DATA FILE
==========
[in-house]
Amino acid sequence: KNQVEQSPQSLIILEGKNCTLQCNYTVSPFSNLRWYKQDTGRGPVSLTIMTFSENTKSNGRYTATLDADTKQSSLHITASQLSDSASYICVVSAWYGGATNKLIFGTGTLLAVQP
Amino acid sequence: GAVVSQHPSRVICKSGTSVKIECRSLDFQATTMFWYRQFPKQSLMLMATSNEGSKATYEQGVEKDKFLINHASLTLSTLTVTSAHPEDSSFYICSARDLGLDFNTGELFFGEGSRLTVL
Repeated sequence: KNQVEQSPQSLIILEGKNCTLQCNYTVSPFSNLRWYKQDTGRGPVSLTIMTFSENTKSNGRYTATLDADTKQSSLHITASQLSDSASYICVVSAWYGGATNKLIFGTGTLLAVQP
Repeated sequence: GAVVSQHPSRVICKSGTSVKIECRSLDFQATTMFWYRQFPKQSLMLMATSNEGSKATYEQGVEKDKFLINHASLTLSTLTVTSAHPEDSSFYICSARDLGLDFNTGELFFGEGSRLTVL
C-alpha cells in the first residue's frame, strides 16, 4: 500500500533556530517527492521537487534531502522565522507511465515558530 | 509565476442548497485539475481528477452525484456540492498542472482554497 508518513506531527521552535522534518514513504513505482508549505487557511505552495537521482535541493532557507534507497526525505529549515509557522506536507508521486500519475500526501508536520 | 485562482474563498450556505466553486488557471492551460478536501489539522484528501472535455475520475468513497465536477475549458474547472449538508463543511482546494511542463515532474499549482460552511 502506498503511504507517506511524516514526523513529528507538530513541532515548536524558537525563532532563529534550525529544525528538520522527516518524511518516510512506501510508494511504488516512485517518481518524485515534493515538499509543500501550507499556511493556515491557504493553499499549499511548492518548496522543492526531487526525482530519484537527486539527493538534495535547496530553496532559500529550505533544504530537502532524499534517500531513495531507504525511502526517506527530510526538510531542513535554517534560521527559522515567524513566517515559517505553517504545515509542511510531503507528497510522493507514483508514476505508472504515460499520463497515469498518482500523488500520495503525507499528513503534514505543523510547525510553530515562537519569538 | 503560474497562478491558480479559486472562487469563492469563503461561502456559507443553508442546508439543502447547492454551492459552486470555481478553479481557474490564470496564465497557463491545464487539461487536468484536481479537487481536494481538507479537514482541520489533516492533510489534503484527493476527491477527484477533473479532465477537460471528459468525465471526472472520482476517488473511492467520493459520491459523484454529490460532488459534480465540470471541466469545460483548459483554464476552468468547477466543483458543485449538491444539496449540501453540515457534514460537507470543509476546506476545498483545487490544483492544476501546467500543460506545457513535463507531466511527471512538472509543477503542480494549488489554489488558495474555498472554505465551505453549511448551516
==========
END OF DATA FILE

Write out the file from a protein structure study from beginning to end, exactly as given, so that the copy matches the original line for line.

[in-house]
Amino acid sequence: KNQVEQSPQSLIILEGKNCTLQCNYTVSPFSNLRWYKQDTGRGPVSLTIMTFSENTKSNGRYTATLDADTKQSSLHITASQLSDSASYICVVSAWYGGATNKLIFGTGTLLAVQP
Amino acid sequence: GAVVSQHPSRVICKSGTSVKIECRSLDFQATTMFWYRQFPKQSLMLMATSNEGSKATYEQGVEKDKFLINHASLTLSTLTVTSAHPEDSSFYICSARDLGLDFNTGELFFGEGSRLTVL
Repeated sequence: KNQVEQSPQSLIILEGKNCTLQCNYTVSPFSNLRWYKQDTGRGPVSLTIMTFSENTKSNGRYTATLDADTKQSSLHITASQLSDSASYICVVSAWYGGATNKLIFGTGTLLAVQP
Repeated sequence: GAVVSQHPSRVICKSGTSVKIECRSLDFQATTMFWYRQFPKQSLMLMATSNEGSKATYEQGVEKDKFLINHASLTLSTLTVTSAHPEDSSFYICSARDLGLDFNTGELFFGEGSRLTVL
C-alpha cells in the first residue's frame, strides 16, 4: 500500500533556530517527492521537487534531502522565522507511465515558530 | 509565476442548497485539475481528477452525484456540492498542472482554497 508518513506531527521552535522534518514513504513505482508549505487557511505552495537521482535541493532557507534507497526525505529549515509557522506536507508521486500519475500526501508536520 | 485562482474563498450556505466553486488557471492551460478536501489539522484528501472535455475520475468513497465536477475549458474547472449538508463543511482546494511542463515532474499549482460552511 502506498503511504507517506511524516514526523513529528507538530513541532515548536524558537525563532532563529534550525529544525528538520522527516518524511518516510512506501510508494511504488516512485517518481518524485515534493515538499509543500501550507499556511493556515491557504493553499499549499511548492518548496522543492526531487526525482530519484537527486539527493538534495535547496530553496532559500529550505533544504530537502532524499534517500531513495531507504525511502526517506527530510526538510531542513535554517534560521527559522515567524513566517515559517505553517504545515509542511510531503507528497510522493507514483508514476505508472504515460499520463497515469498518482500523488500520495503525507499528513503534514505543523510547525510553530515562537519569538 | 503560474497562478491558480479559486472562487469563492469563503461561502456559507443553508442546508439543502447547492454551492459552486470555481478553479481557474490564470496564465497557463491545464487539461487536468484536481479537487481536494481538507479537514482541520489533516492533510489534503484527493476527491477527484477533473479532465477537460471528459468525465471526472472520482476517488473511492467520493459520491459523484454529490460532488459534480465540470471541466469545460483548459483554464476552468468547477466543483458543485449538491444539496449540501453540515457534514460537507470543509476546506476545498483545487490544483492544476501546467500543460506545457513535463507531466511527471512538472509543477503542480494549488489554489488558495474555498472554505465551505453549511448551516